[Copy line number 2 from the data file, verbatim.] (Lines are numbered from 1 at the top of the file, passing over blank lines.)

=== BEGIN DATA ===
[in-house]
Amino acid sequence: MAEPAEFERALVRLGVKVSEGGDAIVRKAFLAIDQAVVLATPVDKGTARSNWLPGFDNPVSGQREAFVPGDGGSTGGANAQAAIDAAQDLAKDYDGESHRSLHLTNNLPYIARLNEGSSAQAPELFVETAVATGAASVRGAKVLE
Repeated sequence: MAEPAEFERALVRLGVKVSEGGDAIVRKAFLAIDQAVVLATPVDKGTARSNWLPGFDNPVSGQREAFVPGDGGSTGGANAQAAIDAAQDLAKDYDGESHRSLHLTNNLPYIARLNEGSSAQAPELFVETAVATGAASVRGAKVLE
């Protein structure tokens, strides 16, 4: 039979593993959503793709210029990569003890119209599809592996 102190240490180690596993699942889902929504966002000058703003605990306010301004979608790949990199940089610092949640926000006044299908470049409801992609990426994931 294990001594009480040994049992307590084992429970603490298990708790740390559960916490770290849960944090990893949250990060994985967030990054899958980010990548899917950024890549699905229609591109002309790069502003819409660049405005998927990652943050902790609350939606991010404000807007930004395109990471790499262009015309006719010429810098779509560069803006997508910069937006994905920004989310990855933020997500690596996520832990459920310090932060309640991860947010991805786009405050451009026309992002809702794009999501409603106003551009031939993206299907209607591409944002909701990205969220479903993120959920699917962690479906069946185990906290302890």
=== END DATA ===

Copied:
Amino acid sequence: MAEPAEFERALVRLGVKVSEGGDAIVRKAFLAIDQAVVLATPVDKGTARSNWLPGFDNPVSGQREAFVPGDGGSTGGANAQAAIDAAQDLAKDYDGESHRSLHLTNNLPYIARLNEGSSAQAPELFVETAVATGAASVRGAKVLE